About the Film
Saptapadi essentially tells the story of a Kuchipudi dancer Hema (Sabitha Bhamidipathi) who is the granddaughter of the feared and orthodox Brahmin priest Yajulu (JV Somayajulu) of the local Hindu temple. Impressed by Hema’s dancing, the priest fixes her marriage with a man named Gowrinath (Ravikanth). But Hema is in love with another man, Hari (Girish), who is the flute player accompanying her performances and whom she soon is astonished to learn is a “Harijan” low-caste untouchable! Since intercaste marriage is unacceptable, she dutifully enters into marriage with Gowrinath. On the wedding night her husband envisions (hallucinates?) that she is a Hindu goddess and he worships her instead of consummating the marriage. This continues for some time, much to the disappointment of Hema. She often fondly recalls her romance with Hari, and her pent up frustrations find expression in a thrilling tandav dance! Yajulu comes to know of Gowrinath's visions and Hema's true love (a plot point which I'm not clear on due to, once again, the lack of English subtitles). It appears the visions are seen as an "act of God" that spurs Yajulu to reconsider his orthodox positions. Near the end of the film, the priest and Hema’s husband have a change of heart and actually bring Hema and her true love Hari together to be wed--of course not until after Yajulu gives some long speeches (presumably scriptural/spiritual discussions about caste) to the shocked local community Some commenters over at Idlebrain and Telugufilms have said that the film essentially examines the orthodoxy and true purpose of the caste system and shows through Yajulu’s character the transformation of a person transitioning from judging someone based on caste to learning to see the true nature of the person’s heart.
Sabita Bhamidipati as Hema - Such "girl next door" charm and beauty!
Girish as Hari - Isn't he an adorable cutie?! Perfect casting for a
gentle man with a good heart and character.
Ravikanth as Gowrinath, and his "vision" of his wife Hema as a goddess
The late J.V. Somayajulu as Yajulu - This man played this kind of a role in many films,
most notably (and famously) in Shankarabharanam
The Dancer: Sabita Bhamidipati
I was so excited to come across this excellent restrospective article about Saptapadi over at Telugucinema.com because it features remembrances of a whole bunch of folks associated with the film: Sabitha, the little boy who mediates between Hema and Hari, the associate director, the producer, and K Vishwanath. Some of their stories and factoids are really entertaining and interesting (and snarky, like the tales of cameraman Kastoori and his demand for special treatment)!
According to a Narthaki article, Sabitha trained under Uma Rama Rao, a well-known Kuchipudi dancer. She clearly had a good dance foundation which aided her performance in the film. How sad that she did not dance or perform in any other films! But she did what made her happy, so good for her!
Tandav Dance (29:50) - This is my absolute favorite dance from the film. Right after a disappointing dialogue with her husband, Hema sees the object hanging from the tree that she and Hari had tied together long before. Overcome with frustration and torn by tradition vs. her heart, she performs a night-time tandav dance that powerfully expresses her frustrations and is ingeniously choreographed. The varied rhythms are perfectly echoed in her beautiful movements which get progressively more awesome as the song nears the end. When her dance causes nature to fill the sky with lightning, her love Hari's flute playing reaches Hema as she beautifully slowly ends her performance. A choreographic gem and an exciting musical composition! Wonderful!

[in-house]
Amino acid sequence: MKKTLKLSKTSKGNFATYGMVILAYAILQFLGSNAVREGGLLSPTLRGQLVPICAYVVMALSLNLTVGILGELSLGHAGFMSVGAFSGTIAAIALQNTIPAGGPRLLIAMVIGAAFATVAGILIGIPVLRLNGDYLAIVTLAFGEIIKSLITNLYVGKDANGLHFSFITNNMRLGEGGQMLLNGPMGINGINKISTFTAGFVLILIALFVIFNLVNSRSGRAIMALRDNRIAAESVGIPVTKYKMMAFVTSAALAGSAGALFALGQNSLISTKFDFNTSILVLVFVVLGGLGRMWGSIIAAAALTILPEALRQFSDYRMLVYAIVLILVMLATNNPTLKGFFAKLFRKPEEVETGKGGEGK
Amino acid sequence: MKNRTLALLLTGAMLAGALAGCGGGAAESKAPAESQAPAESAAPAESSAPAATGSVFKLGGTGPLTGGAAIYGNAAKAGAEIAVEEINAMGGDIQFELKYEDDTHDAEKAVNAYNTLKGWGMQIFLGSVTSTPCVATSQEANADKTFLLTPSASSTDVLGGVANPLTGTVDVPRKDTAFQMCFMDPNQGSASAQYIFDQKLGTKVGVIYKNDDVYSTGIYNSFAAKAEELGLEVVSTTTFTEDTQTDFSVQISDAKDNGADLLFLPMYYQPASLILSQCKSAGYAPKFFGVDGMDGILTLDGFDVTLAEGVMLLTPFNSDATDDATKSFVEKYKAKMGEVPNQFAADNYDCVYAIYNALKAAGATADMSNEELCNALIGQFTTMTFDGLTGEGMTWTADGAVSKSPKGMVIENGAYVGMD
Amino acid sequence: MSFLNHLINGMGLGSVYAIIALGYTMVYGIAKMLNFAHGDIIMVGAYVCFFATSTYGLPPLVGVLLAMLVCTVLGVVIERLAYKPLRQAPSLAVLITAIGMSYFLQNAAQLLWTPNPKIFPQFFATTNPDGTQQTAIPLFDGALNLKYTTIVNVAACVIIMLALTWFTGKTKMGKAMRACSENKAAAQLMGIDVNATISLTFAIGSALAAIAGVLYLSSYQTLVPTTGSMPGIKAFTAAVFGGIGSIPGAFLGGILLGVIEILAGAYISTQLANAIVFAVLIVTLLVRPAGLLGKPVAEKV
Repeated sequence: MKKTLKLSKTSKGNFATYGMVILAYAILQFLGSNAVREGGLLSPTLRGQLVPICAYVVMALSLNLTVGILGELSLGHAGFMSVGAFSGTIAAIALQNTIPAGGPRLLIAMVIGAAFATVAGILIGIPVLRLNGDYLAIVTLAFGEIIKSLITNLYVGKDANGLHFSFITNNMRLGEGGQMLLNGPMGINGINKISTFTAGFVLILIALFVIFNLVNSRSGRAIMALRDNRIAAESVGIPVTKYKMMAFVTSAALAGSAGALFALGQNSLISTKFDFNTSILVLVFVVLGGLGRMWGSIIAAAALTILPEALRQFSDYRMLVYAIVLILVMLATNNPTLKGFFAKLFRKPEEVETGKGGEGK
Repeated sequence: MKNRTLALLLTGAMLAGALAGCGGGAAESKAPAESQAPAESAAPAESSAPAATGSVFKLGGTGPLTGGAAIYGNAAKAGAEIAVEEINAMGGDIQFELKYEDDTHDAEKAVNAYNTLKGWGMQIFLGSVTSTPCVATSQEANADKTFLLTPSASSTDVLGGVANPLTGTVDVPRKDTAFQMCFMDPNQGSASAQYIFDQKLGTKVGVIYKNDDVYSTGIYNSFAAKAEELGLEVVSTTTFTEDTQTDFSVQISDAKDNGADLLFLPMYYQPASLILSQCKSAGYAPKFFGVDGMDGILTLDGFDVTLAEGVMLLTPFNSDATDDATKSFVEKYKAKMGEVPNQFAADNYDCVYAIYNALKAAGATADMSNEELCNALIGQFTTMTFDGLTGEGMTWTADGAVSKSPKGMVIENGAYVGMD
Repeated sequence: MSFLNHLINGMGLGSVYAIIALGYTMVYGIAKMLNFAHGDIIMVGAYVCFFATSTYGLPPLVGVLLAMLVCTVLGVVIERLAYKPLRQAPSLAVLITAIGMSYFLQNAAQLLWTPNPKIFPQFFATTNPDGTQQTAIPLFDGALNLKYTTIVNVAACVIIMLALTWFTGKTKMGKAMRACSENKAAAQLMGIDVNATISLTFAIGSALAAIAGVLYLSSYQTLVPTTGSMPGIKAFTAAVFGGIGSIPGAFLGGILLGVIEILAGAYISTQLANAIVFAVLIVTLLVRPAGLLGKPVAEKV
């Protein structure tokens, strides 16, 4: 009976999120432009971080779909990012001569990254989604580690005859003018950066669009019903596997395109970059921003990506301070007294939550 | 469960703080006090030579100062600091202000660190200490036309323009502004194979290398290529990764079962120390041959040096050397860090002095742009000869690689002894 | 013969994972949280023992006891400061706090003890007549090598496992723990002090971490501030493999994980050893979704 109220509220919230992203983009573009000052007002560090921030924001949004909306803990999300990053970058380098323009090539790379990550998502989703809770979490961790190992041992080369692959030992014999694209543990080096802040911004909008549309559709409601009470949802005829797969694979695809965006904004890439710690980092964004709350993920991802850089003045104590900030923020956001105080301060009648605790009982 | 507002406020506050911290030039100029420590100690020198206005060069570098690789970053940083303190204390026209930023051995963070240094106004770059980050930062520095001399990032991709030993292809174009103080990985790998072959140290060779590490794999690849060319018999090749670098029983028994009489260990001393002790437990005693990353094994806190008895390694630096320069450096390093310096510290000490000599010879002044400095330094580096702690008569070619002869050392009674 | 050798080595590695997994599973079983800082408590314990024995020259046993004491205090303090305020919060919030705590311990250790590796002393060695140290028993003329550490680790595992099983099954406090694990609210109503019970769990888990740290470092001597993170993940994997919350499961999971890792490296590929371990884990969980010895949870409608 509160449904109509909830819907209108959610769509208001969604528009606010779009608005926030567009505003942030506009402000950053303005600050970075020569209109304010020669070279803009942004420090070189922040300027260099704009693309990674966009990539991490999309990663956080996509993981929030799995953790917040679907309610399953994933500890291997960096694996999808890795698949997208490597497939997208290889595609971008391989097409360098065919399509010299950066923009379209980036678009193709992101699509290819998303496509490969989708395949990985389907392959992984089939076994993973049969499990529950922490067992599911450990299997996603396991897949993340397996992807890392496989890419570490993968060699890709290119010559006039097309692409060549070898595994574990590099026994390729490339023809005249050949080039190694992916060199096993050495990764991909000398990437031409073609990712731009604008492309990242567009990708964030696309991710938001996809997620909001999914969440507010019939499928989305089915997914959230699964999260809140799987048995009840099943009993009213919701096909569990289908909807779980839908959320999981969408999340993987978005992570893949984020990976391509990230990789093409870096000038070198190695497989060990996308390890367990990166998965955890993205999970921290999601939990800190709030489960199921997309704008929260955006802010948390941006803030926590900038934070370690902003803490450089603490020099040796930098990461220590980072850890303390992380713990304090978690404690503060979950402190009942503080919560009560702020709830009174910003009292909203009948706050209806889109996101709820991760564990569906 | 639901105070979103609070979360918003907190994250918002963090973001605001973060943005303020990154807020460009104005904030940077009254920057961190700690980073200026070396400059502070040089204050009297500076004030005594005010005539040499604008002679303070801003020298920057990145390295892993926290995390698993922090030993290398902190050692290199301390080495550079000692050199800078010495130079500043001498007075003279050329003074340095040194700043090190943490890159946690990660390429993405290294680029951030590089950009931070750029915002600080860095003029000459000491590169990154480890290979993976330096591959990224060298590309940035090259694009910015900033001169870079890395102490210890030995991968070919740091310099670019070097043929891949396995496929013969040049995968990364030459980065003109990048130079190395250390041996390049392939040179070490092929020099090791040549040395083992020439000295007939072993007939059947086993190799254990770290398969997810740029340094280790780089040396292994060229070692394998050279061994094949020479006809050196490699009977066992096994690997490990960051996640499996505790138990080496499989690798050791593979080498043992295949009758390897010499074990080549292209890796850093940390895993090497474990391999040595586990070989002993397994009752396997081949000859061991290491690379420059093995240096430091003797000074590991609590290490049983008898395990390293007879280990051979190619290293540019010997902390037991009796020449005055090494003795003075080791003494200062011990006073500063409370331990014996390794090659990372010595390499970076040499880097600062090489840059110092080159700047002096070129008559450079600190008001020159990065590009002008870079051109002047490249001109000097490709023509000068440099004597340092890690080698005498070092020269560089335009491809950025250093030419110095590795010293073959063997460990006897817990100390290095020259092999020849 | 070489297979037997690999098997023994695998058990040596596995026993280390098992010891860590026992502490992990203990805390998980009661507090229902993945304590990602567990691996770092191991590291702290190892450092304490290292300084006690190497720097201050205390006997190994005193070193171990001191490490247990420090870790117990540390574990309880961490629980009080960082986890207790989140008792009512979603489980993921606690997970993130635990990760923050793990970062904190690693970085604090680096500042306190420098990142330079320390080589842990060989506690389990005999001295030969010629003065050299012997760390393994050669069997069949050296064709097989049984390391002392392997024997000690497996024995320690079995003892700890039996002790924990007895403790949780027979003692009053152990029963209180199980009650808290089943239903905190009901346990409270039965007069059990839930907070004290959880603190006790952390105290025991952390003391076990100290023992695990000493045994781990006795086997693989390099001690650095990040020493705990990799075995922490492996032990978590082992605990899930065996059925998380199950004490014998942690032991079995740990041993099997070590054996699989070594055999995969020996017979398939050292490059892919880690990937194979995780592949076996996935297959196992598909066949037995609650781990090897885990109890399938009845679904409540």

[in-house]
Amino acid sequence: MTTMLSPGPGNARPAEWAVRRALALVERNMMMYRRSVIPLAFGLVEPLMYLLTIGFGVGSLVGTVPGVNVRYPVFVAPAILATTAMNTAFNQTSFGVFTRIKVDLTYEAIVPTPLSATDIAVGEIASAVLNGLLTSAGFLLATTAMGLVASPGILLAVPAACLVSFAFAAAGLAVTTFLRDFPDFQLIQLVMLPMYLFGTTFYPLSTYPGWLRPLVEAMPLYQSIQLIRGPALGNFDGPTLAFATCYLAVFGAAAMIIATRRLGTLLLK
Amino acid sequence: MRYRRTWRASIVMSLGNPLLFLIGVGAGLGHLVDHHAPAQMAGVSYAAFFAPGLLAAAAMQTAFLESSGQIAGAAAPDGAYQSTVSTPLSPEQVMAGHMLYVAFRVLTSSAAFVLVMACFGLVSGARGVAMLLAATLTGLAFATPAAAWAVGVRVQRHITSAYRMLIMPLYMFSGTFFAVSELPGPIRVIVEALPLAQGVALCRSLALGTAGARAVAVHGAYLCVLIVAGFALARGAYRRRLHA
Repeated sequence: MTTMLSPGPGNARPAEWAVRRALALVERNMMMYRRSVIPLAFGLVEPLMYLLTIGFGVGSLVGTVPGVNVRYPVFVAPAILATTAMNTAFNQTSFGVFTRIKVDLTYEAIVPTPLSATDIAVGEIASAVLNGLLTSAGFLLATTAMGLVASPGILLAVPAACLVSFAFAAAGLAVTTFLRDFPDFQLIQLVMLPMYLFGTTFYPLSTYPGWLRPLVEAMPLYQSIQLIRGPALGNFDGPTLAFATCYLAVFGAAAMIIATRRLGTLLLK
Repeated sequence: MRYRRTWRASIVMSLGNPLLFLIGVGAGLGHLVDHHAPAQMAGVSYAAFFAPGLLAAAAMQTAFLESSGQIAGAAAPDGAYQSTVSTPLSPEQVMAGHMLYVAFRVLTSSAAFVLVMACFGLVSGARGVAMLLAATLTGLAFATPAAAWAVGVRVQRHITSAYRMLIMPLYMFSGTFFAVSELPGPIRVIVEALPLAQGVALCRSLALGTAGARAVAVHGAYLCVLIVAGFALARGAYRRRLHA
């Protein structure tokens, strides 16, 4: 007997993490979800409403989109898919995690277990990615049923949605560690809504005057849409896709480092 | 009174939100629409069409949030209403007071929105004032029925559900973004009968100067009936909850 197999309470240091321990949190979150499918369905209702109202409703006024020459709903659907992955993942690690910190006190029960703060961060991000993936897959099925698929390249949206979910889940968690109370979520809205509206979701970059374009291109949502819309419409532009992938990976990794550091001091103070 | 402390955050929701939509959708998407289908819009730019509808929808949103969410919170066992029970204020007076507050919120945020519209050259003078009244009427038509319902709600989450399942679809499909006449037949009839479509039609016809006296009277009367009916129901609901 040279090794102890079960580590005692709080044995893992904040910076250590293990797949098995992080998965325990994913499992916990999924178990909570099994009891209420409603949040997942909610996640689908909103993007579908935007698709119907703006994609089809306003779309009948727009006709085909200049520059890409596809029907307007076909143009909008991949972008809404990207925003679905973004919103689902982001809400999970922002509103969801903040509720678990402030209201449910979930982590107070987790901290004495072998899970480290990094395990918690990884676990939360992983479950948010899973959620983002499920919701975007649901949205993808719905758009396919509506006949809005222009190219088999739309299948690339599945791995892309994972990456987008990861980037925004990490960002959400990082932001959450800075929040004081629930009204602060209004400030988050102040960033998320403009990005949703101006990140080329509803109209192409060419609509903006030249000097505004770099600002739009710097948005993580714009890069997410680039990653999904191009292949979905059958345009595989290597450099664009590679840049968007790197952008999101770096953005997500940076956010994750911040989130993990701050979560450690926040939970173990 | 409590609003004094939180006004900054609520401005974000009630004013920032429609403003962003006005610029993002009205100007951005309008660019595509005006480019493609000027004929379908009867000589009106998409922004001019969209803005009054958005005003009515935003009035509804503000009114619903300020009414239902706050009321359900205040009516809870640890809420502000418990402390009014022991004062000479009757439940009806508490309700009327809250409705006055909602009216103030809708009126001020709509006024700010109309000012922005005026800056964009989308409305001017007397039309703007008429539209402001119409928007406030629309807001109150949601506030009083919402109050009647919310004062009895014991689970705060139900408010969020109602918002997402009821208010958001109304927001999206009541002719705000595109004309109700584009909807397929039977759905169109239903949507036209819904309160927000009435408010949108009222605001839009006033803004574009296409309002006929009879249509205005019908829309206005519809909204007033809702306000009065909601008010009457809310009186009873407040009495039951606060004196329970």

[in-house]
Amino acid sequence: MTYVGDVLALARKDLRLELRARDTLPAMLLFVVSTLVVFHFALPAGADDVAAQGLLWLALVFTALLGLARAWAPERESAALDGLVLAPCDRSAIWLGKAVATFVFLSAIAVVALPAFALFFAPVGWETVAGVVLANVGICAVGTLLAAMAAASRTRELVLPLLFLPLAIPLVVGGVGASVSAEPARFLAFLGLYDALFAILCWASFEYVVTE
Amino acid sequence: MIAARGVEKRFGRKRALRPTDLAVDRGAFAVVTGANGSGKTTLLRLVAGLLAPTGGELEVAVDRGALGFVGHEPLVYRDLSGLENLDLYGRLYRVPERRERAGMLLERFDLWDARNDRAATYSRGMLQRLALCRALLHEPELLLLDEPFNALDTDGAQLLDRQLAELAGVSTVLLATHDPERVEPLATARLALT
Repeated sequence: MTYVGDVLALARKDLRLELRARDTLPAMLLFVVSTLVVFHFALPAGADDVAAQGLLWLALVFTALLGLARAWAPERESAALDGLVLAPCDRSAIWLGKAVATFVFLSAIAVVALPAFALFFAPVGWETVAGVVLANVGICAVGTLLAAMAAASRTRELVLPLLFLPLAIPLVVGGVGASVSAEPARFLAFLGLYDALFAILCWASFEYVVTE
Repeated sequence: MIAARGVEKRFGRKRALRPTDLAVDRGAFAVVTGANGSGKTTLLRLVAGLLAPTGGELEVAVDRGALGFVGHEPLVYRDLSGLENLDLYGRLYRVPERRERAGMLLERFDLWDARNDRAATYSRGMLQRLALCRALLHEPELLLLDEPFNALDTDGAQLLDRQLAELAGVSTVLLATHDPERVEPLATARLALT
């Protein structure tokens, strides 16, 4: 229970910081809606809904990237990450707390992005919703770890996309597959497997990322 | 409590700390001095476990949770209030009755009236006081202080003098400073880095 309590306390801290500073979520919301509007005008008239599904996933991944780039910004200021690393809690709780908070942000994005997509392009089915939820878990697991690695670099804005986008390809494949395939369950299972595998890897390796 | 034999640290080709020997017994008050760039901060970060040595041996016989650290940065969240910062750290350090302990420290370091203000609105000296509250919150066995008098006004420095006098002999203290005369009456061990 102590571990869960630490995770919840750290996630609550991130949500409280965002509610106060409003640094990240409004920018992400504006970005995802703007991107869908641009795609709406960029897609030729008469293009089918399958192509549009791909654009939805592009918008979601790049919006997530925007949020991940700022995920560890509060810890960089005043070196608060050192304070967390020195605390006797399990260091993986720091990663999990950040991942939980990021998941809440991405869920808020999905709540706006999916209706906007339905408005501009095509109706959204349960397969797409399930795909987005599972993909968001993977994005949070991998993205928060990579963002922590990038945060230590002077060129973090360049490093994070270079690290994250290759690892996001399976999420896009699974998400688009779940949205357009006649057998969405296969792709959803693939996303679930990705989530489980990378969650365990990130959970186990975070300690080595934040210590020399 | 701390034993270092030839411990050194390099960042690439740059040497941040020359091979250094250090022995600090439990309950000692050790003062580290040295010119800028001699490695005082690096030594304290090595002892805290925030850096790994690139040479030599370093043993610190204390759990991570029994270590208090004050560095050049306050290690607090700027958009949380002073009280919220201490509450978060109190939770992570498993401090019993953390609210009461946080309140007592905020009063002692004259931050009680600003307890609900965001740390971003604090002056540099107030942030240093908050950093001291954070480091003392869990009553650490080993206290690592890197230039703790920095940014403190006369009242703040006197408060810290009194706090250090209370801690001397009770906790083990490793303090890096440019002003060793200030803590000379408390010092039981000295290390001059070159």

"Om Jaatavedhase" (32:58) - I love this dance in the temple because it's setting and chanting is rare to see on film! The song begins with Yajulu blessing Hema's ghungroos and then motioning for her to put them on her ankles. After she does, he starts chanting and she immediately begins dancing and mimicing each line. It almost seems to be a "test" of sorts by Yajulu for Hema to prove her abilities. It's a mesmerizing and powerful song. Apparently the producer had a difficult time finding a veda pandit who would agree to perform the vedic chants in this song!
"Akhilaandeswari Chamundeswari" (18:36) - This is Sabita's first dance performance in the film and not a great opener because she dances with such a lack of energy. Lovely costumes (with three changes) but not much else to recommend, in my opinion. If I was Yajulu I wouldn't be so impressed! (Or maybe the iffy performance is why he beckoned her to dance in the temple above?)
"Nemaliki Nerpina Nadakalive" (39:38) - In this very cute song about peacocks, Sabita performs a charming dance with some beautiful movements that is, unfortunately, quite boring! Sabita does looks gorgeous though, doesn't she!
"Vrepalliya Eda Jhalluna Pongina Ravali" (54:26) - Finally we get some nice groovy 80s electronica touches in this romantic song depicting Hema and Hari's love for each other. Hema dances a little bit throughout in her lovely cotton/silk sarees. I have a feeling given the way this song is shot and the beautiful melody that those of us who don't know Telugu are greatly missing out...
"Bhaamane Satyabhaamane" (19:48) - Sabita's ugly fugly costume (so 80s!) and awkward dancing make this my least favorite dance in the film. Sabita really struggles with some of the footwork! I think this was the first dance song I saw from this film and I immediately wrote the film off as having tacky, pseudo-classical dancing in it. Good thing I eventually saw the other dances and gave it a second chance!